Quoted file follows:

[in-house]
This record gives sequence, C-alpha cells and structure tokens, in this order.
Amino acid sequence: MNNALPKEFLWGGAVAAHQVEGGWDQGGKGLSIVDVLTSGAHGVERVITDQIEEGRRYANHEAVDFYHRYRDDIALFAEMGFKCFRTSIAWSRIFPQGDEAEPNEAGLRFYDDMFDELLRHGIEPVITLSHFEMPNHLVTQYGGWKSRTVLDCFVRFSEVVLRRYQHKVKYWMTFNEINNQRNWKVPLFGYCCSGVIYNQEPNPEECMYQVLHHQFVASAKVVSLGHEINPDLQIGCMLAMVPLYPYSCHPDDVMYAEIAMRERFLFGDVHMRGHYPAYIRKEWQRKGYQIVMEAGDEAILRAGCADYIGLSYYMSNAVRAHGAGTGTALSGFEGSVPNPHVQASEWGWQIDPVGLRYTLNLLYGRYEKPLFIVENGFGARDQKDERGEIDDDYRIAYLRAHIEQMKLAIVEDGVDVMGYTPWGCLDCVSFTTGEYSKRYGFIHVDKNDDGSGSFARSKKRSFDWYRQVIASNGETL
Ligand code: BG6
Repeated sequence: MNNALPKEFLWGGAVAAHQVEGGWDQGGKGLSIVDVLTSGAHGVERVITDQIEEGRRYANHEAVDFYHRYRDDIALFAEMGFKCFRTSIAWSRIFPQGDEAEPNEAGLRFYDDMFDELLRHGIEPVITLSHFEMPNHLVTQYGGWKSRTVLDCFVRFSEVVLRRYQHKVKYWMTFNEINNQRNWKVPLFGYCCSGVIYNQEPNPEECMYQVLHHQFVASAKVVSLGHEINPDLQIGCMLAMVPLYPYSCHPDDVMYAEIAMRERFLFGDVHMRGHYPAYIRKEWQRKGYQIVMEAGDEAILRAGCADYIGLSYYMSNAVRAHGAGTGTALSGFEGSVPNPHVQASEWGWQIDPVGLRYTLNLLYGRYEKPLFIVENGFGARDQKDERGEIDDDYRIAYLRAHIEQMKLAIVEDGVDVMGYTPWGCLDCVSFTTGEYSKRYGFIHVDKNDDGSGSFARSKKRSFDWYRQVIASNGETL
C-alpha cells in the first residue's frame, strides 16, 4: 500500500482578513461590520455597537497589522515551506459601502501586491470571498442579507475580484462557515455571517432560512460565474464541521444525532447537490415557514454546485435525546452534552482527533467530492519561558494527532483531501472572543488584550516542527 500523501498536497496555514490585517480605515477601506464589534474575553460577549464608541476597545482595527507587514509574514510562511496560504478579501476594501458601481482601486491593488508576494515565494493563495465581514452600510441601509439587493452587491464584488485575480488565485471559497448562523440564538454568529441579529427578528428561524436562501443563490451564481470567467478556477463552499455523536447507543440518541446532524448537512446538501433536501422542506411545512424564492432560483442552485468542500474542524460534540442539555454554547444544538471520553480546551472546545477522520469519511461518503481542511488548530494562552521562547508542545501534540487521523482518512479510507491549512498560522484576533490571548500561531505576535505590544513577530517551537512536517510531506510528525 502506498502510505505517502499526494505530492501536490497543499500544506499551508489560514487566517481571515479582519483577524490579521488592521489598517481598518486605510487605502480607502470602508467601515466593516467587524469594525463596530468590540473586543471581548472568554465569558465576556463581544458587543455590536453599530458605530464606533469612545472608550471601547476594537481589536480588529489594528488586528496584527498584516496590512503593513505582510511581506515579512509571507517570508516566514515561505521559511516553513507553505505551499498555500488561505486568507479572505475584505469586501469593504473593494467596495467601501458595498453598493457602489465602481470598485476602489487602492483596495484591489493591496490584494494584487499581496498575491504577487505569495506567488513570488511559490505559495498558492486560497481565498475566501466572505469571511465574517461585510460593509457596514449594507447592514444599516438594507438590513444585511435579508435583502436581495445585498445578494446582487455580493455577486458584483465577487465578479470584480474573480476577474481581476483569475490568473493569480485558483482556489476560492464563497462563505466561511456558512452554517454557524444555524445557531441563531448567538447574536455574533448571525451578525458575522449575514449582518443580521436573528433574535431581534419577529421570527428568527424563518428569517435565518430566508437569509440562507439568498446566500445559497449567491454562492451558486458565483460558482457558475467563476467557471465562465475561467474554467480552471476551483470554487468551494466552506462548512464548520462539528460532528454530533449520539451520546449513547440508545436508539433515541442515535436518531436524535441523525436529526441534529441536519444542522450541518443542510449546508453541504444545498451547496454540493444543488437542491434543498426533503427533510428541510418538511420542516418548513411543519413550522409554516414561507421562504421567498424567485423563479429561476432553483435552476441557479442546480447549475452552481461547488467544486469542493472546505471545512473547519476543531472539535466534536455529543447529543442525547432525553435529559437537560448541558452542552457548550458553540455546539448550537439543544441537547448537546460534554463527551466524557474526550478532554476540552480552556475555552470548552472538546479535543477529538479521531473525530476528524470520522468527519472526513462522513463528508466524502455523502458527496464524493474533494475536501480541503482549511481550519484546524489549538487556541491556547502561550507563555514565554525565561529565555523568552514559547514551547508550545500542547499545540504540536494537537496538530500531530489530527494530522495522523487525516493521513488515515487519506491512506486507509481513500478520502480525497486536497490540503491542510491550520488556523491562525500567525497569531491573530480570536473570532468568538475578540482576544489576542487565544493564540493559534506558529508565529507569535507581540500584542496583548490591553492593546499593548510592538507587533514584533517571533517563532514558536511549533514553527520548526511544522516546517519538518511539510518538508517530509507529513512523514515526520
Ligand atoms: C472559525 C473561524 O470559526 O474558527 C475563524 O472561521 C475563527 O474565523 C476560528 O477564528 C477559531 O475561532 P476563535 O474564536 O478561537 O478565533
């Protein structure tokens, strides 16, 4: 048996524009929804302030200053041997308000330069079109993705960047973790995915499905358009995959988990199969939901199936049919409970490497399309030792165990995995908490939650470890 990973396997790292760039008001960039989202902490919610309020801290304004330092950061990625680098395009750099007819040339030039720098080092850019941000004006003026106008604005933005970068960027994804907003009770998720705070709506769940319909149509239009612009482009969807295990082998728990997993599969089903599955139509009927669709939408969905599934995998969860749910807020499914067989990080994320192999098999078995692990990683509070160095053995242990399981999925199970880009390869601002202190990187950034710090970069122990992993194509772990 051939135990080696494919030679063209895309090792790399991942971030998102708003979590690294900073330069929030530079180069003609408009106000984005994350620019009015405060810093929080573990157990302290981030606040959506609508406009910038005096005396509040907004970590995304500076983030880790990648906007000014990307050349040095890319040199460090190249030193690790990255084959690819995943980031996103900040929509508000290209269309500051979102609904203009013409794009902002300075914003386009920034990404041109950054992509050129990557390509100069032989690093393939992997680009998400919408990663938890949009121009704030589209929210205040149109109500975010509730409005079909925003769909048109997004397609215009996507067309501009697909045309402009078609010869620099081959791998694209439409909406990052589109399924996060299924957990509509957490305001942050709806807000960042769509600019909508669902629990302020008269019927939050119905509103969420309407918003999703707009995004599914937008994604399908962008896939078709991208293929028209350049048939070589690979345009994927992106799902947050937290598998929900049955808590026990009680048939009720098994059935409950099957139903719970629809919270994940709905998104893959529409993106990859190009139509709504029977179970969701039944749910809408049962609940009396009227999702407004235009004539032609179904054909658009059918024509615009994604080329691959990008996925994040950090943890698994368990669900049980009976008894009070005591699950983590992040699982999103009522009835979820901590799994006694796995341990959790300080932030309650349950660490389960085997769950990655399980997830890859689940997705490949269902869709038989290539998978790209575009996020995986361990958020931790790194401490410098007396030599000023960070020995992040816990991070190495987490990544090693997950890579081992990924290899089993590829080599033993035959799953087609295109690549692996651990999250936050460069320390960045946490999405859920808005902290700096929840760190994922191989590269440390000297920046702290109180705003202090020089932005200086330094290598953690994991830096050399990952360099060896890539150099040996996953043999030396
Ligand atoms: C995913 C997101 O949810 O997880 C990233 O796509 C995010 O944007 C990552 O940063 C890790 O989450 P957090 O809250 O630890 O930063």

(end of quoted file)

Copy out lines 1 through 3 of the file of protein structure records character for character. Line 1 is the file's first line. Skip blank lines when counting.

[in-house]
This record gives sequence, C-alpha cells and structure tokens, in this order.
Amino acid sequence: MNNALPKEFLWGGAVAAHQVEGGWDQGGKGLSIVDVLTSGAHGVERVITDQIEEGRRYANHEAVDFYHRYRDDIALFAEMGFKCFRTSIAWSRIFPQGDEAEPNEAGLRFYDDMFDELLRHGIEPVITLSHFEMPNHLVTQYGGWKSRTVLDCFVRFSEVVLRRYQHKVKYWMTFNEINNQRNWKVPLFGYCCSGVIYNQEPNPEECMYQVLHHQFVASAKVVSLGHEINPDLQIGCMLAMVPLYPYSCHPDDVMYAEIAMRERFLFGDVHMRGHYPAYIRKEWQRKGYQIVMEAGDEAILRAGCADYIGLSYYMSNAVRAHGAGTGTALSGFEGSVPNPHVQASEWGWQIDPVGLRYTLNLLYGRYEKPLFIVENGFGARDQKDERGEIDDDYRIAYLRAHIEQMKLAIVEDGVDVMGYTPWGCLDCVSFTTGEYSKRYGFIHVDKNDDGSGSFARSKKRSFDWYRQVIASNGETL